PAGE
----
News 8089 views 1 commentupdate:Mar 9, 2016

Broilers need less feed with butyric acid in diet

Using a butyric acid product in broilers can reduce the amount of feed with 2%, while maintaining the same bird growth. This was shown by a new study at the Shandong Agricultural University in China.

The research looked at the product ProPhorce™ SR (a butyric acid) and its effect on healthy broilers under normal circumstances. The findings show that with the butyric acid, a significant difference was realized with regard to the feed conversion. At the same time, the research showed constant growth rates. These conclusions are in line with the results which have been achieved with the same product in Europe.

You may also find interesting:
The ins and outs of necrotic enteritis
Of the short chain fatty acids, butyric acid is of primary importance when it comes to gut health with butyrins being one of the most effective forms of this product available.

Strong development of the villi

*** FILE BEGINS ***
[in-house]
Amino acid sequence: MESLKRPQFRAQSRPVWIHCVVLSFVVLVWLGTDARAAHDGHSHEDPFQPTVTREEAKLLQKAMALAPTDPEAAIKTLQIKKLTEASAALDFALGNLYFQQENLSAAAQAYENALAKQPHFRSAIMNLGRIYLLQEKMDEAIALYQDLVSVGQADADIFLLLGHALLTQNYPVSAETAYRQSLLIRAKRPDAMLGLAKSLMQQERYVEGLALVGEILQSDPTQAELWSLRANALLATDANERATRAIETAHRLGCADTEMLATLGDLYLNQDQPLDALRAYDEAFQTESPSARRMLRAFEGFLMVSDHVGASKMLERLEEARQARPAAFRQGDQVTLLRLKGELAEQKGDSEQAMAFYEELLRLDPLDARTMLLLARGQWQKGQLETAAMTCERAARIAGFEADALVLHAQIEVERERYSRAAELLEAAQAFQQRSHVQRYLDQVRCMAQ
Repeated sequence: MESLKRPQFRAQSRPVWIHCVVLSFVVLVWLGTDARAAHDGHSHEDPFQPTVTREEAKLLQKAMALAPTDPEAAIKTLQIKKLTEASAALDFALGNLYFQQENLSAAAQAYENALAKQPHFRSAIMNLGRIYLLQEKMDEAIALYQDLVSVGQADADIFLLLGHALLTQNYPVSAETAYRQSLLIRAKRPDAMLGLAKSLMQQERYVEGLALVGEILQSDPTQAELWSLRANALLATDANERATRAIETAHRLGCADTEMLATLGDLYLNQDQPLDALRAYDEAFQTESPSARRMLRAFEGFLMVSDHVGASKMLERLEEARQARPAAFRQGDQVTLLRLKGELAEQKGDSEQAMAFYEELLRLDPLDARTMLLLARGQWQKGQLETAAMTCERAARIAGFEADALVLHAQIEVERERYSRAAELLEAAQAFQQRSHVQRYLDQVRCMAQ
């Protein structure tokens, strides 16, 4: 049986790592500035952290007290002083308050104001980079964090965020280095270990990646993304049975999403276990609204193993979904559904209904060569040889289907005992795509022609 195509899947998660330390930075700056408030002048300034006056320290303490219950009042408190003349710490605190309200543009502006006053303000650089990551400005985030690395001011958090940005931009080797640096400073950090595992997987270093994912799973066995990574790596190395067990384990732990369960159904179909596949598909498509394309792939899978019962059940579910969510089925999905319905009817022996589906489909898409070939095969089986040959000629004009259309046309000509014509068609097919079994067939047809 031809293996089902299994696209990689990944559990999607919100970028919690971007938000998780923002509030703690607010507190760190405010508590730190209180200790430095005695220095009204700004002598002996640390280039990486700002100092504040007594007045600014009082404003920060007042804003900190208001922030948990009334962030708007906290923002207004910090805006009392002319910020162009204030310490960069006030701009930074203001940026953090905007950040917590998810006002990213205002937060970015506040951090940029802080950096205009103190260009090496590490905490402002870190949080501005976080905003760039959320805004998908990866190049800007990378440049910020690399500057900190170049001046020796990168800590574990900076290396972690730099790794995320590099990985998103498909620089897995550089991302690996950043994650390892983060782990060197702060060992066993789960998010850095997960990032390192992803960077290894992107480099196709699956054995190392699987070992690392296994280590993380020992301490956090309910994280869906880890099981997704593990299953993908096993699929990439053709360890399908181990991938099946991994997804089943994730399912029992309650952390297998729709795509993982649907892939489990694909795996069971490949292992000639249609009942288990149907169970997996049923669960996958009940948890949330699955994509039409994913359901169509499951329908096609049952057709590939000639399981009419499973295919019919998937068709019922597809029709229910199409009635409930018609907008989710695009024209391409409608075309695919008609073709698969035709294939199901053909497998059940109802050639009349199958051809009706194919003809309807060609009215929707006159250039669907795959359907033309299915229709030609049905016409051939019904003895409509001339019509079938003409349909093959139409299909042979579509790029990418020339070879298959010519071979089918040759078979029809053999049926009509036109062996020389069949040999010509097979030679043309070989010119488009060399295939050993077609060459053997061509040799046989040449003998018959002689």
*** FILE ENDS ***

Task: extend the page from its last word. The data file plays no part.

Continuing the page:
Professor Yang who led the research explains: "The research showed that you need 2% less feed when using the butyric acid product in order to realise the same daily growth. We also noticed an increase in villi length up to 35%. The animal's feed uptake capacity was enhanced by the strong development of the intestinal wall, so the chicken will use the feed more efficiently. This results in a lower feed conversion."

You may also find interesting:
Preventive intestinal health through a multifactorial nutrition based health approach
It seems inevitable that the use of medication in animal production worldwide will decline in the future and preventive health management 
strategies will be the way forward. Where legislation is not already in place, consumer pressure is 
building up on the use of antimicrobials.

Symposium at ESPN

The results of this study will be further explained at the upcoming European Symposium on Poultry Nutrition (ESPN) in Prague. During the congress, Perstorp Feed & Food (producer of the butyric acid product) will organise a mini symposium, which will focus on these recent Chinese findings, earlier scientific studies and field testing.

One comment

Or register to be able to comment.